The watch is from Constantine’s collection.
It ticks, but some coils of the hairspring stick together, so I’m not expecting miracles.
The watch is in a nice silver case which is decorated.
A chunky watch indeed.
The movement is protected by a second lid that has a hole for the winding key.
Nicely decorated balance cock.
Two windings of the hairspring stick together.
The bottom plate with hour wheel and minute wheel. There is no setting mechanism – the square on the cannon pinion is used to set the watch using the winding key.
The back of the enameled dial. The sub dial for the second hand is laid into the main dial and cemented in. Some of that cement has come loose and is now inside the movement.
The balance cock, balance, hairspring and hairspring cock.
Barrel bridge and barrel. Quite a bit of oxidization.
Top plate with pallet fork.
The pallet fork under the microscope.
Centre wheel with quite a bit of dirt.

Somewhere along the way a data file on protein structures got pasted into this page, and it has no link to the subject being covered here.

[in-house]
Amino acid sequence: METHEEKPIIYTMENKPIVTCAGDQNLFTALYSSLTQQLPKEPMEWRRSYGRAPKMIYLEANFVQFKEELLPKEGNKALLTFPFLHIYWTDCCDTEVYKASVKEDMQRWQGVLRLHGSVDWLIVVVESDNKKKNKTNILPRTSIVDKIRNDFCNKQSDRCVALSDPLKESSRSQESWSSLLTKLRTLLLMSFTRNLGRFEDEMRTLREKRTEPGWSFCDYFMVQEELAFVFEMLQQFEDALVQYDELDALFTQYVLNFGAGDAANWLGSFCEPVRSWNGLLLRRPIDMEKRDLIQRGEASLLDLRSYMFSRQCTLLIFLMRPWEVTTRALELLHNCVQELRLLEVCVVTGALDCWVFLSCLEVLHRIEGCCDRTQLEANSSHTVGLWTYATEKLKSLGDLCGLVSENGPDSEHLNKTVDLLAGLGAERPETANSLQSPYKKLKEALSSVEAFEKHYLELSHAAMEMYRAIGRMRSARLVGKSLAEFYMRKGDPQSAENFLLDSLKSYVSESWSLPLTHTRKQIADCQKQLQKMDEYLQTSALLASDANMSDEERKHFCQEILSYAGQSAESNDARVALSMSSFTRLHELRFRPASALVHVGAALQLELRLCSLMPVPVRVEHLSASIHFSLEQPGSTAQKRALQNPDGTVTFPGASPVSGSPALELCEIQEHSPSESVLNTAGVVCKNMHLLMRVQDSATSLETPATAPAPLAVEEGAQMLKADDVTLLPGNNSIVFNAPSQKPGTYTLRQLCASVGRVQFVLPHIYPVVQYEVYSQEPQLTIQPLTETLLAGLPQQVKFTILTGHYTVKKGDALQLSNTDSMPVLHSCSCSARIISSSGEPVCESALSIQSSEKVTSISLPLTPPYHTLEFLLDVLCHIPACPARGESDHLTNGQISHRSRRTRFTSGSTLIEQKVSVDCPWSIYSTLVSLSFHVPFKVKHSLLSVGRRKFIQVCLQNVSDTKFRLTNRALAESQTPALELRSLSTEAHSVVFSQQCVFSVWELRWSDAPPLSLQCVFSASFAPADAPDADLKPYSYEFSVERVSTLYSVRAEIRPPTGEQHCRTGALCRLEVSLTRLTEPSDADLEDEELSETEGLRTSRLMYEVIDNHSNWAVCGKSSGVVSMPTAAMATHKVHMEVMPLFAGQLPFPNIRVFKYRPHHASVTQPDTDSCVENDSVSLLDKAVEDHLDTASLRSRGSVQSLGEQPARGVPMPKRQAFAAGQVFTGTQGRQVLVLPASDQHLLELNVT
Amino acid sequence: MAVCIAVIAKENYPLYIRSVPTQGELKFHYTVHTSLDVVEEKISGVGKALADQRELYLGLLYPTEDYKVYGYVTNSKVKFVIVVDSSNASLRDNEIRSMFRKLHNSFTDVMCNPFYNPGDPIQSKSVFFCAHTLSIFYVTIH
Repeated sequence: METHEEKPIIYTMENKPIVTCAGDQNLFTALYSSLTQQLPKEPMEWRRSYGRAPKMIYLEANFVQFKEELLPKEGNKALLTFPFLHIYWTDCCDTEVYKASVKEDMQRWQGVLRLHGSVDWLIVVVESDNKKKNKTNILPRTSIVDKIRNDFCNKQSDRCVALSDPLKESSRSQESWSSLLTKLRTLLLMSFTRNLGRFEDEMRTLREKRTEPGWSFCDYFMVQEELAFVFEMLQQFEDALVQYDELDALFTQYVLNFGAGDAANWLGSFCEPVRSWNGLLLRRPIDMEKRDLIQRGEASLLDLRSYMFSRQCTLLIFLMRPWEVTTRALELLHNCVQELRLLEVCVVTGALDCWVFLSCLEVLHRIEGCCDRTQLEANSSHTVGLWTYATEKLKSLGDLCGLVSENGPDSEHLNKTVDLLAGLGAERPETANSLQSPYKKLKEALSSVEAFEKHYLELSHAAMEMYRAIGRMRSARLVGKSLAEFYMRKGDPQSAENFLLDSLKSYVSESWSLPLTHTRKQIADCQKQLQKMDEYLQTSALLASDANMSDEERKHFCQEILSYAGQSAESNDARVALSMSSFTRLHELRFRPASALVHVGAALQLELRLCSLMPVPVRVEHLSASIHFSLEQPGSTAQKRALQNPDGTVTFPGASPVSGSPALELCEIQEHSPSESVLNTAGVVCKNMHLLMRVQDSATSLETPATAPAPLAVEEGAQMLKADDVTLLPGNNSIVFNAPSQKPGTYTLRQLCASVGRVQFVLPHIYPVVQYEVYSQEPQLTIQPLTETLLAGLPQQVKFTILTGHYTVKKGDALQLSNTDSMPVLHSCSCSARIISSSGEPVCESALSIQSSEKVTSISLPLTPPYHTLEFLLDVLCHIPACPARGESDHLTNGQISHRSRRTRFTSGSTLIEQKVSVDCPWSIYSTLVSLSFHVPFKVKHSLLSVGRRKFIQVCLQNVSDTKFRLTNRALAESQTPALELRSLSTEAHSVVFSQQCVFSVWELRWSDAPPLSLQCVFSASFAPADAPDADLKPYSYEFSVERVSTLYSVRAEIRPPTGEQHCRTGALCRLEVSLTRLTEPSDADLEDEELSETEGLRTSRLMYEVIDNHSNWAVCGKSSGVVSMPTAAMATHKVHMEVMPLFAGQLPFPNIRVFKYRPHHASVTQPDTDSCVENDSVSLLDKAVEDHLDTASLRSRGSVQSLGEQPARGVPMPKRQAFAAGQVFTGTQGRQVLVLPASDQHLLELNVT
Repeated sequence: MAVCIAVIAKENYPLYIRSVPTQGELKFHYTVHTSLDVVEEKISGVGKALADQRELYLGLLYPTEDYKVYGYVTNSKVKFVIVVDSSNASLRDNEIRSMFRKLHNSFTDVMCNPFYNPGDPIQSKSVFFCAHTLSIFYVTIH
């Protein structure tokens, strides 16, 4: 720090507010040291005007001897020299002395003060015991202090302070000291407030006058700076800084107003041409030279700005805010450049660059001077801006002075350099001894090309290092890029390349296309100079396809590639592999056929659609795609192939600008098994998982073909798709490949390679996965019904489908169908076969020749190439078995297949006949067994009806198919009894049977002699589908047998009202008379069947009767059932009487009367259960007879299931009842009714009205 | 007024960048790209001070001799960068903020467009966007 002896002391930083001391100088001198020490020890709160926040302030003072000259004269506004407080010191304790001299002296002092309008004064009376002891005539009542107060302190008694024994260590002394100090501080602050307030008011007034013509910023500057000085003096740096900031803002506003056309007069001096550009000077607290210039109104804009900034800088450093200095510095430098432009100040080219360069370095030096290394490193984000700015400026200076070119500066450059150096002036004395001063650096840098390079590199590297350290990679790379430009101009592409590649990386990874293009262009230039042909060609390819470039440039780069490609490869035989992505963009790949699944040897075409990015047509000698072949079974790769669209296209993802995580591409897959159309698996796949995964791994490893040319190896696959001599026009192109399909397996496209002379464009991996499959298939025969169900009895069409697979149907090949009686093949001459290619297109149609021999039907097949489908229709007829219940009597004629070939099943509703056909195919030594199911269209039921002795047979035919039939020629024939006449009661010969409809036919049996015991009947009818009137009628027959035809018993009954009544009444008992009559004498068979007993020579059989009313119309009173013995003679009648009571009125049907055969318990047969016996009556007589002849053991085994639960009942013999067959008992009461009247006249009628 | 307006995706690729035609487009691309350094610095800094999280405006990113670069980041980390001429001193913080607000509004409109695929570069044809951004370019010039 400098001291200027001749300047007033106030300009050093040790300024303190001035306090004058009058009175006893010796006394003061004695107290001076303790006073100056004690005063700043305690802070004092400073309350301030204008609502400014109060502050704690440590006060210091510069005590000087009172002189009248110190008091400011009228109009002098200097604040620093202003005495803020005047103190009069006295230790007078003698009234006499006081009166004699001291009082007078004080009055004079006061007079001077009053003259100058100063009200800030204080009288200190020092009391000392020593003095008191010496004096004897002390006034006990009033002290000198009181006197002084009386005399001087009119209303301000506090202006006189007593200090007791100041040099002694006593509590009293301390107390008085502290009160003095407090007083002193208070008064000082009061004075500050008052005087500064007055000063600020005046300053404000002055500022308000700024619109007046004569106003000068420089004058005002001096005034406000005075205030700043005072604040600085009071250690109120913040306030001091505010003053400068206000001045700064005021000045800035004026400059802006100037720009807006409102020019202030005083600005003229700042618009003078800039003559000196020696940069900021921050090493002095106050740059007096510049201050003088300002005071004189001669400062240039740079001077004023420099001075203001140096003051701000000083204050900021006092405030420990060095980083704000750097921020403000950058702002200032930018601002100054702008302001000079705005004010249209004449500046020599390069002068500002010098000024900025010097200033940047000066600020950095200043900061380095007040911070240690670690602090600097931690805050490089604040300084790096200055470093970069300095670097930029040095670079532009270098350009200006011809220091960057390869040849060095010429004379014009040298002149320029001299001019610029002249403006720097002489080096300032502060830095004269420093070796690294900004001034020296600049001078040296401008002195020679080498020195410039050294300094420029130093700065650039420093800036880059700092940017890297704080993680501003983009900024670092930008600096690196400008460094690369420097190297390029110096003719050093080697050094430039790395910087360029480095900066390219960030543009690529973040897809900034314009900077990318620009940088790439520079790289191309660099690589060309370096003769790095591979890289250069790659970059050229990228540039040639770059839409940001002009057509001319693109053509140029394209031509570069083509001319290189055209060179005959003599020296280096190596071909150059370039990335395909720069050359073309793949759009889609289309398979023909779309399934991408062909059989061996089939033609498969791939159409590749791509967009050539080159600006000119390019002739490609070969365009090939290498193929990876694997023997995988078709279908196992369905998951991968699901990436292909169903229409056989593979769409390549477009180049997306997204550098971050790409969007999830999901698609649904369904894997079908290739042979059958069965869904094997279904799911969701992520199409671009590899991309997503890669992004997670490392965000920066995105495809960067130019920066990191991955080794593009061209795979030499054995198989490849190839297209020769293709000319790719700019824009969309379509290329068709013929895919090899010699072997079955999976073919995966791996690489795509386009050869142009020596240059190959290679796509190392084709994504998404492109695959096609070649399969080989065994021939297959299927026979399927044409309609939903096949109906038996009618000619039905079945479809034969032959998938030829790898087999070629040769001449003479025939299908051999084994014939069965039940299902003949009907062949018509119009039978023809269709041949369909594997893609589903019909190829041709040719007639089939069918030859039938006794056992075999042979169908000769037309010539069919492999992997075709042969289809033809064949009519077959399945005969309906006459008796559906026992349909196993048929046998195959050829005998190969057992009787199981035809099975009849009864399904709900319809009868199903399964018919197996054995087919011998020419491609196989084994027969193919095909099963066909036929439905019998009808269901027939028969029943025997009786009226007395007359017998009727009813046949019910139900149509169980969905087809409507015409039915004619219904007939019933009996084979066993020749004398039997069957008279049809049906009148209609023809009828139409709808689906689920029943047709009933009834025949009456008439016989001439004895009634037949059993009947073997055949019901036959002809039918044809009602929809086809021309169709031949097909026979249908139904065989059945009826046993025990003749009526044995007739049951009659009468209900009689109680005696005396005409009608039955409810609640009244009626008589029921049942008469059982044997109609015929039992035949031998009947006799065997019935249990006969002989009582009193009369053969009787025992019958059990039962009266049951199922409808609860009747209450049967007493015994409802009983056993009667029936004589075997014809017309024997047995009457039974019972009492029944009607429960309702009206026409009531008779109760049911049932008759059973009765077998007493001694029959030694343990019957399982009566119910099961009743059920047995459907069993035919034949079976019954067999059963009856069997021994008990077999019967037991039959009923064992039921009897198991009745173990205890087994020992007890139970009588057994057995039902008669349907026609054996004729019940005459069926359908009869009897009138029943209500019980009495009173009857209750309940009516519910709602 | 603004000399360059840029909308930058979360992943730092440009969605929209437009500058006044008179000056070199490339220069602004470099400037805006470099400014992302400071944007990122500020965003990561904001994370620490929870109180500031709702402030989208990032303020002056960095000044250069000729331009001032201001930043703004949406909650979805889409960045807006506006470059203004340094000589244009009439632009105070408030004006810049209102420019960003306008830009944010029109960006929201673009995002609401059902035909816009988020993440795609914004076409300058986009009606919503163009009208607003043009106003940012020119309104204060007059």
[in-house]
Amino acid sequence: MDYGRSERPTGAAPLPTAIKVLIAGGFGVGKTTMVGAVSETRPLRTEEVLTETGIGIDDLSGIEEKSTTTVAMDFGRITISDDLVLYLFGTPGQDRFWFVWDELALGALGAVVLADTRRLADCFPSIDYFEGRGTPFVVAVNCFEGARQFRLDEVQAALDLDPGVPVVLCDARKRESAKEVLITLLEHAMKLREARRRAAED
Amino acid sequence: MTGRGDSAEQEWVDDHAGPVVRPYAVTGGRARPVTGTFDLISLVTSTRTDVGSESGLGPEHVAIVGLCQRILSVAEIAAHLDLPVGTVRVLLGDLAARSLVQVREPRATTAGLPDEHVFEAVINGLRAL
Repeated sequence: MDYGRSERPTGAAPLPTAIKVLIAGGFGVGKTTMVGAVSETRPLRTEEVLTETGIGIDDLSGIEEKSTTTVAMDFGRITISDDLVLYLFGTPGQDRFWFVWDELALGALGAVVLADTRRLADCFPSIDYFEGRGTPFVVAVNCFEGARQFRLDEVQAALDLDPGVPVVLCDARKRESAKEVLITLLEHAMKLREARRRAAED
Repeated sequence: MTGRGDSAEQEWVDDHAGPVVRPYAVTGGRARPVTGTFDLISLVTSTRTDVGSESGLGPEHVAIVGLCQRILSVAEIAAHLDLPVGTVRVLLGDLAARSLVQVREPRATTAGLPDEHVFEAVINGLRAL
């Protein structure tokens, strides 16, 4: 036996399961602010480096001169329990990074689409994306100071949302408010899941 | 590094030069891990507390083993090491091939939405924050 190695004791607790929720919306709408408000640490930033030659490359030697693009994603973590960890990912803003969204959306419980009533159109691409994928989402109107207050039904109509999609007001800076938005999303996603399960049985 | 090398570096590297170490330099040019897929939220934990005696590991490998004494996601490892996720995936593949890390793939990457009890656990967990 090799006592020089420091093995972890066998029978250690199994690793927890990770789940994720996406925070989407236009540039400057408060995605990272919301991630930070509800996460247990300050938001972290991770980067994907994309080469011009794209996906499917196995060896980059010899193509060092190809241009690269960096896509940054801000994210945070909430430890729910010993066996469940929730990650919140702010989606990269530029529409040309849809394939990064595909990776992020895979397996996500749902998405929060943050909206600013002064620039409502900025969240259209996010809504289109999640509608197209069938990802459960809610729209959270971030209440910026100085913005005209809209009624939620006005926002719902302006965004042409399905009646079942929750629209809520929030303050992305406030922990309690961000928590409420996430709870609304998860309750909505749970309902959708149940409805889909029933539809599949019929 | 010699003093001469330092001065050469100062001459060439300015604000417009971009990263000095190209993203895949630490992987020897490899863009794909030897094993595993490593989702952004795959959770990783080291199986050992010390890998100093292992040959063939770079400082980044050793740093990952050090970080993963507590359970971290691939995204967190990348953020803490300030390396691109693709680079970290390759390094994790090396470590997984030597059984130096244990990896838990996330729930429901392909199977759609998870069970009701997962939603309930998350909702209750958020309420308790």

The wheel train – and quite a bit of dirt.
For some odd reason, somebody pushed the pin that holds the movement in place in, so now the movement turns freely in the case. This did a bit of damage to the plate.
Under the microscope.
The crown is for decoration only, as the watch is wound and set with a winding key.
The movement looks like it is original as the serial number 536286 is stamped on all bridges and cocks throughout the movement. I just learned this last night from Owen Gilchrist, who gave a talk at the Cheltenham branch of the BHI. Apparently, Waltham stamped all the parts of their movements, and it is thus possible to tell if a movement is made up of several “donor” movements or original.
Time to do some cleaning.
The story continues here…